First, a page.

• @Abyx: Then it's implementation defined, and thus not standard C++. In fact, since behaviour is undefined in most (or even all?) error conditions like null pointer dereference, every implementation is free to do something like that. If they don't, perhaps they agree with my gut feeling that your code is screwed anyway if such errors occur, and it's likely because your code is broken.
    – user7043
    Dec 7, 2011 at 15:17
  • "Win32 exceptions are thrown in fatal cases from which you can't really recover" - it's incorrect. In VC++ all exceptions are implemented as system exceptions, and they definitely are non-fatal. Also, memory access violation can be non-fatal exceptions, nothing fatal will happen if replace if (p) with try block.
    – Abyx
    Dec 7, 2011 at 15:22
  • @delnan why my code? It can be third party dynamically linked code (plugin).
    – Abyx
    Dec 7, 2011 at 15:25
  • 2
    @Abyx: They can be non-fatal, but in reality, they virtually always are. You need to process isolate third-party code if you wan to be protected from them.
    – DeadMG
    Dec 7, 2011 at 15:29

You can configure MSVC to catch system exceptions in a catch(...) block. This is exactly as the Standard intended- implementations provide mechanisms to catch errors thrown by their implementations. Strictly speaking, it's just UB and they don't have to provide any mechanism.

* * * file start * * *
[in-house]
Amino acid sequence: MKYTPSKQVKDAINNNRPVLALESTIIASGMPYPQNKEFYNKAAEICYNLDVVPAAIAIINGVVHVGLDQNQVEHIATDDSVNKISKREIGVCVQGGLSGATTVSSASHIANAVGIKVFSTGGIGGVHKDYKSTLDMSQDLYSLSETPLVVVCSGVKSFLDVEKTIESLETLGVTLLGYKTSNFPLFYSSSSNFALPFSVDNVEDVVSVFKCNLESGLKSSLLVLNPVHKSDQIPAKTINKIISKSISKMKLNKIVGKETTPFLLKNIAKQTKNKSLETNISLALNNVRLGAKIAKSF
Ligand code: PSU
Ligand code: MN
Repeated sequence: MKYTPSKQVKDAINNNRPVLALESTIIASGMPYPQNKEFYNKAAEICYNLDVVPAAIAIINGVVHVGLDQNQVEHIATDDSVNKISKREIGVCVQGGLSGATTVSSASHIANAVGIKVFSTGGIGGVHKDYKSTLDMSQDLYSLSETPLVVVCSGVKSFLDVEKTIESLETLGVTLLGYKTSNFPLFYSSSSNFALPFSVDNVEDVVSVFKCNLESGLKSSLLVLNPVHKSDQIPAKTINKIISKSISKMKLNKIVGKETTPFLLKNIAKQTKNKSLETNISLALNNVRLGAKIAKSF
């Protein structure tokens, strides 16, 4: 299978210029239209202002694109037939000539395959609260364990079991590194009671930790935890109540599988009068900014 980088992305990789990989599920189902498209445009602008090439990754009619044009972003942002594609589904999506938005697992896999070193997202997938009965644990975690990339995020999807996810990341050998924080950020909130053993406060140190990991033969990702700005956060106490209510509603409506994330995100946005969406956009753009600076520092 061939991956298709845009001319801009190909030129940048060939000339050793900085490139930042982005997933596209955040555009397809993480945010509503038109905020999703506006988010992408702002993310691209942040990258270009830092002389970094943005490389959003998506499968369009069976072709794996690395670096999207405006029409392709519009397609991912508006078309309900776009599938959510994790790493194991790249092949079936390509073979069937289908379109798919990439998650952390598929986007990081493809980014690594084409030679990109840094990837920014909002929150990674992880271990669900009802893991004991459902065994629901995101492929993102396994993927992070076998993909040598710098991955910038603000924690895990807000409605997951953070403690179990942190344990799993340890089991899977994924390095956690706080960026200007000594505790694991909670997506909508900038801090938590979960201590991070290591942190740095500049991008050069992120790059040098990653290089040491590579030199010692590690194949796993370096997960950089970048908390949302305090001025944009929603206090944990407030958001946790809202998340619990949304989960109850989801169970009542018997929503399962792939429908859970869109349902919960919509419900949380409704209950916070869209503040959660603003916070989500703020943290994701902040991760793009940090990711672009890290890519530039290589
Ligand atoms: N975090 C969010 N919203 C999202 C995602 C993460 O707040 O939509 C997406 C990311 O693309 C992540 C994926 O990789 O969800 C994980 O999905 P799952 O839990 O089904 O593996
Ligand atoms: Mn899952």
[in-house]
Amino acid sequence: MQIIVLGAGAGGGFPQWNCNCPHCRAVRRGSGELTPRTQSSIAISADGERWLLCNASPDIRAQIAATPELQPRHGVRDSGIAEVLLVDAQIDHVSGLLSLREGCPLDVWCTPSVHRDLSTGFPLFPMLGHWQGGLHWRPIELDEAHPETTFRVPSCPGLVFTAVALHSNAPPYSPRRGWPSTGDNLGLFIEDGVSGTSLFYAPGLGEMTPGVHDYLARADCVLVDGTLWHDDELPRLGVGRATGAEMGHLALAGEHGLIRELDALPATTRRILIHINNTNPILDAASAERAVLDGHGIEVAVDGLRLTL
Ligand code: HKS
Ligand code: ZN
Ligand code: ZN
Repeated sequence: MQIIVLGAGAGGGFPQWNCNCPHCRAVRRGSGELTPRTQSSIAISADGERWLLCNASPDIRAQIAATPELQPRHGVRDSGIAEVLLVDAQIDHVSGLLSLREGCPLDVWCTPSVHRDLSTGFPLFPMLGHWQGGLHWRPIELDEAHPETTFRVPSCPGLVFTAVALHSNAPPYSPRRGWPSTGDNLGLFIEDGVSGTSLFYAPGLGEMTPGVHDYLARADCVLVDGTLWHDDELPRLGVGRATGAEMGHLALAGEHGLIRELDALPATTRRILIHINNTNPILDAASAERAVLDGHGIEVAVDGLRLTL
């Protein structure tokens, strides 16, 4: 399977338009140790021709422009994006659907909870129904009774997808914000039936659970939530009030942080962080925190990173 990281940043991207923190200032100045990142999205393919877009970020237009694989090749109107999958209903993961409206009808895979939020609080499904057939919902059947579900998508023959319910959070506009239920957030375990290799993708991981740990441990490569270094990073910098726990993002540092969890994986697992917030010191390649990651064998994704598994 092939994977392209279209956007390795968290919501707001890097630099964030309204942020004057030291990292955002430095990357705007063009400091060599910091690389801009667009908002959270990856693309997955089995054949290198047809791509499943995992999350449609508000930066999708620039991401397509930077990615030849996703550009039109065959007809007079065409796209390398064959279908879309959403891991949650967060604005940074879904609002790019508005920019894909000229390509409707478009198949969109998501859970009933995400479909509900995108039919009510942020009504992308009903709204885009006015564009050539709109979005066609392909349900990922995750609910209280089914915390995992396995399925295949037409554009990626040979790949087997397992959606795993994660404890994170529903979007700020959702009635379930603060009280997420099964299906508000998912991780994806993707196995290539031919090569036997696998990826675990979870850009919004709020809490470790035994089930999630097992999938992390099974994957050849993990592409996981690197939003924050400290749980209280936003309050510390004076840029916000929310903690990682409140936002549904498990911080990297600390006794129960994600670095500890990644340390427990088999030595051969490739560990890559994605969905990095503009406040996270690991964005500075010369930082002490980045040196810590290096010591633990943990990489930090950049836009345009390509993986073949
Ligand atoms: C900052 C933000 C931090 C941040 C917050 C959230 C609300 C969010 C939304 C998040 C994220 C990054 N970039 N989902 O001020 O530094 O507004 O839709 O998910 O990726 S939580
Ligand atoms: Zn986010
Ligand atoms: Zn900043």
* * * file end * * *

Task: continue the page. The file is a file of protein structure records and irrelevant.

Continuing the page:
However, there's an increasing trend, both within and outside Microsoft, to not defensively code- for example IsBadXXXPtR is now heavily discouraged.

  • And there even is a function in the Microsoft CRT that allows you to convert system exceptions to C++ exceptions: msdn.microsoft.com/en-us/library/5z4bw5h5.aspx
    – Patrick
    Dec 7, 2011 at 15:32
  • There is no problem with MSVC, but I want to use g++ and other compilers, which doesn't support SEH on Windows.
    – Abyx
    Dec 7, 2011 at 15:58
  • @Patrick, this function works only for MSVC.
    – Abyx
    Dec 7, 2011 at 16:12
  • And I'm not talking about catch, I'm about RAII.
    – Abyx
    Dec 7, 2011 at 16:12
  • 2
    @Abyx: It's not the Standard's fault that the implementation is deficient. Also, MSVC does call destructors when system exceptions are caught with catch(...).
    – DeadMG
    Dec 8, 2011 at 6:44

As a C++ programmer I am glad that hardware exceptions are completely different things.

Imagine if they were not. Suddenly, code that has no throw statements in it is now throwing an exception. It might even be coming from inside a function which is declared as throw() or nothrow.

Besides that, in order to handle these exceptions properly, the programmer must know the hardware and platform quite well. In that case, he may as well use the platform provided functions to handle it. Just writing a catch block does not come anywhere close to properly fixing a bad pointer reference or a division-by-zero.

  • throw() works in run-time, so it's not an issue. nothrow works in compile-time, so yes, with hardware exceptions we can't use it. Regarding to complexity, just imagine that x->y works as x ? x->y : throw_null_pointer_dereference()
    – Abyx
    Jun 8, 2012 at 1:47
  • 2
    @Abyx: And remember that stack overflow works like 2+4; if (stackLeft<0) throw stack_overflow(). Each and every expression might overflow the stack.
    – MSalters
    Jan 26, 2015 at 15:09